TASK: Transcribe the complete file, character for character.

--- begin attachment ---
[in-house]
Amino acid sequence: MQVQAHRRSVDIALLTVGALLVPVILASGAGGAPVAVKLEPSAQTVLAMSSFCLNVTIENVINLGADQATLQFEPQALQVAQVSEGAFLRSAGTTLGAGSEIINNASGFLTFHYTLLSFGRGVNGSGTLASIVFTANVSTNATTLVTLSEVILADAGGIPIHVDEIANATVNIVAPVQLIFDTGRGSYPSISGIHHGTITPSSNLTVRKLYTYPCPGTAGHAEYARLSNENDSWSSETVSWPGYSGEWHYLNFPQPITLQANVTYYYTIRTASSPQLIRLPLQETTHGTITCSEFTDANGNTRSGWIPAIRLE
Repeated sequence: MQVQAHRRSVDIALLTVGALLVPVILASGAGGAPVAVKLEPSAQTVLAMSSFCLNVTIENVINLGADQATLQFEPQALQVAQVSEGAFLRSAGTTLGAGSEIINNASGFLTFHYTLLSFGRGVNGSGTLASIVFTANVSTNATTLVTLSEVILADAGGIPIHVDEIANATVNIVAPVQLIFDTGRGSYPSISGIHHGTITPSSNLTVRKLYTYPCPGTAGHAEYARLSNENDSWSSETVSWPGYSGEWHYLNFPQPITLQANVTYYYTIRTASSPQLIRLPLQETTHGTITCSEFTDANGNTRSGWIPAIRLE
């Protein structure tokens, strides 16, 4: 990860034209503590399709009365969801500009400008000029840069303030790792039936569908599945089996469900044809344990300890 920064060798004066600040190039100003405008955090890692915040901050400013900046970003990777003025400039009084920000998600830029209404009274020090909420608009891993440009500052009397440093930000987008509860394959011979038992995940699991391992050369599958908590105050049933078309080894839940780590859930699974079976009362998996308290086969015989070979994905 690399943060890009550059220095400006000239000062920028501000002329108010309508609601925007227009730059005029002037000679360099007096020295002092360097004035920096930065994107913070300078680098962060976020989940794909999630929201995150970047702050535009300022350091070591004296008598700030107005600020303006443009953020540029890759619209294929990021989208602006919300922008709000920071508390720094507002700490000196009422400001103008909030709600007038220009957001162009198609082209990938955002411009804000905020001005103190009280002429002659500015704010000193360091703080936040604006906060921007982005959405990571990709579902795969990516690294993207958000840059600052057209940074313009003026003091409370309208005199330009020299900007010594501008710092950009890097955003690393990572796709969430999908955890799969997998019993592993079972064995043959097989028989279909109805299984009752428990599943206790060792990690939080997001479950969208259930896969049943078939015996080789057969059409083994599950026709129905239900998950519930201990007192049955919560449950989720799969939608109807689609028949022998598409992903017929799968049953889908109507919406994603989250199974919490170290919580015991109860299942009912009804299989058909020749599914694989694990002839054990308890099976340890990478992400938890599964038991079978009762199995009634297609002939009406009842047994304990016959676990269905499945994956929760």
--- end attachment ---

[in-house]
Amino acid sequence: MQVQAHRRSVDIALLTVGALLVPVILASGAGGAPVAVKLEPSAQTVLAMSSFCLNVTIENVINLGADQATLQFEPQALQVAQVSEGAFLRSAGTTLGAGSEIINNASGFLTFHYTLLSFGRGVNGSGTLASIVFTANVSTNATTLVTLSEVILADAGGIPIHVDEIANATVNIVAPVQLIFDTGRGSYPSISGIHHGTITPSSNLTVRKLYTYPCPGTAGHAEYARLSNENDSWSSETVSWPGYSGEWHYLNFPQPITLQANVTYYYTIRTASSPQLIRLPLQETTHGTITCSEFTDANGNTRSGWIPAIRLE
Repeated sequence: MQVQAHRRSVDIALLTVGALLVPVILASGAGGAPVAVKLEPSAQTVLAMSSFCLNVTIENVINLGADQATLQFEPQALQVAQVSEGAFLRSAGTTLGAGSEIINNASGFLTFHYTLLSFGRGVNGSGTLASIVFTANVSTNATTLVTLSEVILADAGGIPIHVDEIANATVNIVAPVQLIFDTGRGSYPSISGIHHGTITPSSNLTVRKLYTYPCPGTAGHAEYARLSNENDSWSSETVSWPGYSGEWHYLNFPQPITLQANVTYYYTIRTASSPQLIRLPLQETTHGTITCSEFTDANGNTRSGWIPAIRLE
């Protein structure tokens, strides 16, 4: 990860034209503590399709009365969801500009400008000029840069303030790792039936569908599945089996469900044809344990300890 920064060798004066600040190039100003405008955090890692915040901050400013900046970003990777003025400039009084920000998600830029209404009274020090909420608009891993440009500052009397440093930000987008509860394959011979038992995940699991391992050369599958908590105050049933078309080894839940780590859930699974079976009362998996308290086969015989070979994905 690399943060890009550059220095400006000239000062920028501000002329108010309508609601925007227009730059005029002037000679360099007096020295002092360097004035920096930065994107913070300078680098962060976020989940794909999630929201995150970047702050535009300022350091070591004296008598700030107005600020303006443009953020540029890759619209294929990021989208602006919300922008709000920071508390720094507002700490000196009422400001103008909030709600007038220009957001162009198609082209990938955002411009804000905020001005103190009280002429002659500015704010000193360091703080936040604006906060921007982005959405990571990709579902795969990516690294993207958000840059600052057209940074313009003026003091409370309208005199330009020299900007010594501008710092950009890097955003690393990572796709969430999908955890799969997998019993592993079972064995043959097989028989279909109805299984009752428990599943206790060792990690939080997001479950969208259930896969049943078939015996080789057969059409083994599950026709129905239900998950519930201990007192049955919560449950989720799969939608109807689609028949022998598409992903017929799968049953889908109507919406994603989250199974919490170290919580015991109860299942009912009804299989058909020749599914694989694990002839054990308890099976340890990478992400938890599964038991079978009762199995009634297609002939009406009842047994304990016959676990269905499945994956929760």